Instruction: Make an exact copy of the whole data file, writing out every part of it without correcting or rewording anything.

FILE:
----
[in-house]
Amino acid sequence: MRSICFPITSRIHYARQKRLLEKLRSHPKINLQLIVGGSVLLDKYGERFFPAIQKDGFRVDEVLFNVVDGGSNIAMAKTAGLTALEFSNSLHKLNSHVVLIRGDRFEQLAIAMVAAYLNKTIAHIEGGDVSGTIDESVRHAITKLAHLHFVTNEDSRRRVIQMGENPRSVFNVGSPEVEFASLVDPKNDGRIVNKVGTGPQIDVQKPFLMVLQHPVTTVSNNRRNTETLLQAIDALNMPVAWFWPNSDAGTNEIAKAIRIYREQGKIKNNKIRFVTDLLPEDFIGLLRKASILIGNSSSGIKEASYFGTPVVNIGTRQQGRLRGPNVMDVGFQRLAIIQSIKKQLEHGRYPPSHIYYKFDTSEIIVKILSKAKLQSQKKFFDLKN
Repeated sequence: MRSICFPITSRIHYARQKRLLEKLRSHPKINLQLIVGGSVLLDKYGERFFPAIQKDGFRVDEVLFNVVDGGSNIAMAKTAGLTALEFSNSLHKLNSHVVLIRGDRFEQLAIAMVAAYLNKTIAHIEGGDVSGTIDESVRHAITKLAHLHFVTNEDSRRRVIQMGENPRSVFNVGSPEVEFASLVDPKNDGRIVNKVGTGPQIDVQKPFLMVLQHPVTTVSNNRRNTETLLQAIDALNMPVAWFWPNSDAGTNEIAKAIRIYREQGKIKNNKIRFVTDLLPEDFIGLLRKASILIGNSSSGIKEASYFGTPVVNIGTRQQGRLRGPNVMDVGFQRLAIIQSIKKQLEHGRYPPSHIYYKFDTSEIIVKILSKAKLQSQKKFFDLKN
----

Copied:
[in-house]
Amino acid sequence: MRSICFPITSRIHYARQKRLLEKLRSHPKINLQLIVGGSVLLDKYGERFFPAIQKDGFRVDEVLFNVVDGGSNIAMAKTAGLTALEFSNSLHKLNSHVVLIRGDRFEQLAIAMVAAYLNKTIAHIEGGDVSGTIDESVRHAITKLAHLHFVTNEDSRRRVIQMGENPRSVFNVGSPEVEFASLVDPKNDGRIVNKVGTGPQIDVQKPFLMVLQHPVTTVSNNRRNTETLLQAIDALNMPVAWFWPNSDAGTNEIAKAIRIYREQGKIKNNKIRFVTDLLPEDFIGLLRKASILIGNSSSGIKEASYFGTPVVNIGTRQQGRLRGPNVMDVGFQRLAIIQSIKKQLEHGRYPPSHIYYKFDTSEIIVKILSKAKLQSQKKFFDLKN
Repeated sequence: MRSICFPITSRIHYARQKRLLEKLRSHPKINLQLIVGGSVLLDKYGERFFPAIQKDGFRVDEVLFNVVDGGSNIAMAKTAGLTALEFSNSLHKLNSHVVLIRGDRFEQLAIAMVAAYLNKTIAHIEGGDVSGTIDESVRHAITKLAHLHFVTNEDSRRRVIQMGENPRSVFNVGSPEVEFASLVDPKNDGRIVNKVGTGPQIDVQKPFLMVLQHPVTTVSNNRRNTETLLQAIDALNMPVAWFWPNSDAGTNEIAKAIRIYREQGKIKNNKIRFVTDLLPEDFIGLLRKASILIGNSSSGIKEASYFGTPVVNIGTRQQGRLRGPNVMDVGFQRLAIIQSIKKQLEHGRYPPSHIYYKFDTSEIIVKILSKAKLQSQKKFFDLKN